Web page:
Hong Kong (China) N Extant Yes
India V Extant
Indonesia N Extant Yes Yes
Ireland V Extant
Japan N Extant Yes
Kazakhstan V Extant
Kiribati V Extant
Madagascar V Extant
Malaysia V Extant
Marshall Islands N Extant Yes
Micronesia, Federated States of N Extant Yes
Mongolia V Extant
Myanmar V Extant
Nauru N Extant Yes
Netherlands V Extant
New Caledonia (to France) N Extant Yes Yes
New Zealand N Extant Yes
North Korea N Extant Yes
Northern Mariana Islands (to USA) N Extant Yes
Norway V Extant
Oman V Extant Yes
Pakistan V Extant
Palau N Extant Yes
Papua New Guinea N Extant Yes Yes
Philippines N Extant Yes
Portugal V Extant
Russia N Extant Yes
Russia (Asian) N Extant Yes
Russia (Central Asian) V Extant
Seychelles V Extant
Singapore V Extant
Solomon Islands N Extant Yes Yes
South Korea N Extant Yes
Sri Lanka V Extant
St Helena (to UK) V Extant
Sweden V Extant
Taiwan, China N Extant Yes
Thailand V Extant
Timor-Leste N Extant Yes Yes
Tonga N Extant Yes
United Kingdom V Extant
United States Minor Outlying Islands (to USA) N Extant Yes
USA N Extant Yes
Vanuatu N Extant Yes
Vietnam V Extant
Yemen V Extant Yes

Important Bird and Biodiversity Areas (IBA)
Country/Territory IBA Name
China (mainland) Chongming Dongtan Nature Reserve
China (mainland) Lianyungang saltworks
Australia Lake McLarty
Australia Adelaide and Mary River Floodplains
Australia Port McArthur Tidal Wetlands System
Australia Alligator Rivers Floodplains
Australia Moreton Bay and Pumicestone Passage
Australia Fivebough and Tuckerbil Swamps
Australia Hunter Estuary
Australia Narran Wetlands
Australia Paroo Floodplain and Currawinya
Australia Tuggerah
Australia Gulf Plains
Australia Bellarine Wetlands
Australia Lake Corangamite Complex
Australia Werribee and Avalon
Australia Coorong
Australia Broad Sound
Australia Lake Yamma Yamma
Australia Lake Eyre
Australia Coongie Lakes
Australia Macquarie Marshes
Australia Menindee Lakes
Australia Carrum Wetlands
Australia Karinga Creek System
Australia Fitzroy Floodplain and Delta
Australia Lake Hawdon System
Australia Lake Machattie Area
Australia Lakes Muncoonie, Mumbleberry and Torquinie
Australia Gulf St Vincent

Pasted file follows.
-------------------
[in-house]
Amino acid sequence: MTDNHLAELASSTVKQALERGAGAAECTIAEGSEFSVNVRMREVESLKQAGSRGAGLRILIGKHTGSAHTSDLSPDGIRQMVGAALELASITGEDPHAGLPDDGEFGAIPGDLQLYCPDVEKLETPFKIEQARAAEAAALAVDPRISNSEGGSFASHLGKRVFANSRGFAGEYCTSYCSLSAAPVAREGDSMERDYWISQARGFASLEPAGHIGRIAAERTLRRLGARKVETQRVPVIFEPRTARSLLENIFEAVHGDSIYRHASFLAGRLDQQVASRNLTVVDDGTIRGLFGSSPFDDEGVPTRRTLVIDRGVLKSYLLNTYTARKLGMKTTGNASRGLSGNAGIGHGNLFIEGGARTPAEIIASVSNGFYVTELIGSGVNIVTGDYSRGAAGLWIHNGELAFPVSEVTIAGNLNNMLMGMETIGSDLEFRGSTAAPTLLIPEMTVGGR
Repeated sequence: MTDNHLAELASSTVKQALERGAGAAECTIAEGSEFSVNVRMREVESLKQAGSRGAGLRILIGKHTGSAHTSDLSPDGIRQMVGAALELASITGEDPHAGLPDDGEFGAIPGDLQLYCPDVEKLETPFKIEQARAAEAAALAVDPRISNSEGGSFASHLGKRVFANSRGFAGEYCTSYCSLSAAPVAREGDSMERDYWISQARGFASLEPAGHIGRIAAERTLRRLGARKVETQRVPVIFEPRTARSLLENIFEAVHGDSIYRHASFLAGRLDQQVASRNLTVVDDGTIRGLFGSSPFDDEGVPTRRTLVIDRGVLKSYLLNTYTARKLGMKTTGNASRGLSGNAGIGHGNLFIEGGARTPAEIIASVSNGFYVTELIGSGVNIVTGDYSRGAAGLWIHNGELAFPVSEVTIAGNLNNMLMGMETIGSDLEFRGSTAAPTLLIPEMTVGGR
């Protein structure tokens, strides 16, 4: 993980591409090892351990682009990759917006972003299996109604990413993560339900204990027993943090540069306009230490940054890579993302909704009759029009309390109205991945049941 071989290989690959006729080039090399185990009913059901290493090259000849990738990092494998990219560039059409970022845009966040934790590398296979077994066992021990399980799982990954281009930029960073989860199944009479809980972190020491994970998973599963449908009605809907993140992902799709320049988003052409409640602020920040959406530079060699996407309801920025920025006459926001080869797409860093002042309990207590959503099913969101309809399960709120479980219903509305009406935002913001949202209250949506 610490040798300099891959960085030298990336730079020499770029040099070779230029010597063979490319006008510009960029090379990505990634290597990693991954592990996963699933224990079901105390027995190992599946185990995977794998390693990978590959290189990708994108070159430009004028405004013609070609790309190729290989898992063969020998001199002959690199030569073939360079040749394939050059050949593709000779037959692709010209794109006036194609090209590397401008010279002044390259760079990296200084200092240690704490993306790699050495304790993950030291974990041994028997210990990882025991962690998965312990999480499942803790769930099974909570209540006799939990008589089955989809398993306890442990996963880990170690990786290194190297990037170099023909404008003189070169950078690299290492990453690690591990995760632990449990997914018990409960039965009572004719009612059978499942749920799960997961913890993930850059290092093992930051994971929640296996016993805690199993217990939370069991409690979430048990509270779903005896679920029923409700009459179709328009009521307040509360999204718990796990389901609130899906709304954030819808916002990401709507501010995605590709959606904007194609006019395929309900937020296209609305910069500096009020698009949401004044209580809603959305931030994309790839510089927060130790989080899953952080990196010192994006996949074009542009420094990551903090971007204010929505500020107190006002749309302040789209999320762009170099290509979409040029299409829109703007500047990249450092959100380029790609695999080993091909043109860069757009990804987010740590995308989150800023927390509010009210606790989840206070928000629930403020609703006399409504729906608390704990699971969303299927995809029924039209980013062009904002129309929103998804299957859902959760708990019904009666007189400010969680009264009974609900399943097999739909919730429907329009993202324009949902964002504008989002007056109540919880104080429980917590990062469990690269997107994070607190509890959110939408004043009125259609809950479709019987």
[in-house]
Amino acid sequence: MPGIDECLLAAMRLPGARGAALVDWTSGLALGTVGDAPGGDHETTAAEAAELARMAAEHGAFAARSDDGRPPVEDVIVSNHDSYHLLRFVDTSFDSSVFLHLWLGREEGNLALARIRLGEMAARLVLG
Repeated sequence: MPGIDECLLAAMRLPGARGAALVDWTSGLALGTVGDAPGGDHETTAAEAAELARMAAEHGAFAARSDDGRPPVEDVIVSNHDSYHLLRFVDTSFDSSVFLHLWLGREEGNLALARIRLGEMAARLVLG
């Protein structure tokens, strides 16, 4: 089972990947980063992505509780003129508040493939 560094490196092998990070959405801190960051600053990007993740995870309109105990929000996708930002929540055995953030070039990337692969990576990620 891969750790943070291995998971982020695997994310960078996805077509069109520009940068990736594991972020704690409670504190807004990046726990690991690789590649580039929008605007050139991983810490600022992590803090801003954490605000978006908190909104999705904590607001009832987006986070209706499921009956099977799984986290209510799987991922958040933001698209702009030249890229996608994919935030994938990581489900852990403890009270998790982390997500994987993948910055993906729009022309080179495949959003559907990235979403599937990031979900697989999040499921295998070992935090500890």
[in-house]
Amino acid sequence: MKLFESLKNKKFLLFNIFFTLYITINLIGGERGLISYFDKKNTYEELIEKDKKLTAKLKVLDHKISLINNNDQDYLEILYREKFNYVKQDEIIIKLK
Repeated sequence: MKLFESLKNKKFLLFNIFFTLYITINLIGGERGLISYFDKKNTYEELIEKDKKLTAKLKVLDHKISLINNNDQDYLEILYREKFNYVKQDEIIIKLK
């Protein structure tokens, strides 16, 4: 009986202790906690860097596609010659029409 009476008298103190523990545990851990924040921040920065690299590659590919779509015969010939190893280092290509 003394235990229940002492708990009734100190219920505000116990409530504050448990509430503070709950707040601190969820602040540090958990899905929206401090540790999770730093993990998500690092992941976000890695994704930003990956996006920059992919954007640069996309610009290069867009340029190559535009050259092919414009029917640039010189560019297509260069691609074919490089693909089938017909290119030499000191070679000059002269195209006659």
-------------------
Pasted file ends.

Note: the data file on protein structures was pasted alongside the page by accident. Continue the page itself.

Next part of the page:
Australia Lake Gregory/Paraku
Australia Peel-Harvey Estuary
Australia Lake Argyle
Australia Port Hedland Saltworks
Australia Watervalley Wetlands
Australia Lakes Alexandrina and Albert
China (mainland) Luannan coast and saltworks
China (mainland) Huanghua coast (Cangzhou)

Habitats & altitude
Habitat (level 1) Habitat (level 2) Importance Occurrence
Grassland Subtropical/Tropical Seasonally Wet/Flooded suitable non-breeding
Grassland Tundra major breeding
Marine Coastal/Supratidal Coastal Brackish/Saline Lagoons/Marine Lakes major non-breeding
Marine Intertidal Mud Flats and Salt Flats major non-breeding
Marine Intertidal Salt Marshes (Emergent Grasses) suitable non-breeding
Marine Neritic Estuaries suitable non-breeding
Wetlands (inland) Tundra Wetlands (incl. pools and temporary waters from snowmelt) major breeding
Altitude 0 - 800 m Occasional altitudinal limits  

Threats & impact
Threat (level 1) Threat (level 2) Impact and Stresses
Agriculture & aquaculture Marine & freshwater aquaculture - Industrial aquaculture Timing Scope Severity Impact
Ongoing Minority (<50%) Slow, Significant Declines Low Impact: 5
Ecosystem degradation, Ecosystem conversion
Biological resource use Hunting & trapping terrestrial animals - Intentional use (species is the target) Timing Scope Severity Impact
Ongoing Minority (<50%) Negligible declines Low Impact: 4
Species mortality
Climate change & severe weather Droughts Timing Scope Severity Impact
Ongoing Majority (50-90%) Slow, Significant Declines Medium Impact: 6
Ecosystem degradation
Invasive and other problematic species, genes & diseases Invasive non-native/alien species/diseases - Spartina alterniflora Timing Scope Severity Impact
Ongoing Minority (<50%) Negligible declines Low Impact: 4
Ecosystem conversion
Pollution Agricultural & forestry effluents - Herbicides and pesticides Timing Scope Severity Impact
Ongoing Minority (<50%) Negligible declines Low Impact: 4
Ecosystem degradation
Pollution Domestic & urban waste water - Run-off Timing Scope Severity Impact
Ongoing Minority (<50%) Negligible declines Low Impact: 4
Ecosystem degradation
Pollution Domestic & urban waste water - Sewage Timing Scope Severity Impact
Ongoing Minority (<50%) Negligible declines Low Impact: 4
Ecosystem degradation
Pollution Industrial & military effluents - Oil spills Timing Scope Severity Impact
Ongoing Minority (<50%) Negligible declines Low Impact: 4
Ecosystem degradation

Purpose Primary form used Life stage used Source Scale Level Timing
Food - human - - Non-trivial Recent

Recommended citation
BirdLife International (2023) Species factsheet: Calidris acuminata. Downloaded from on 21/03/2023. Recommended citation for factsheets for more than one species: BirdLife International (2023) IUCN Red List for birds. Downloaded from on 21/03/2023.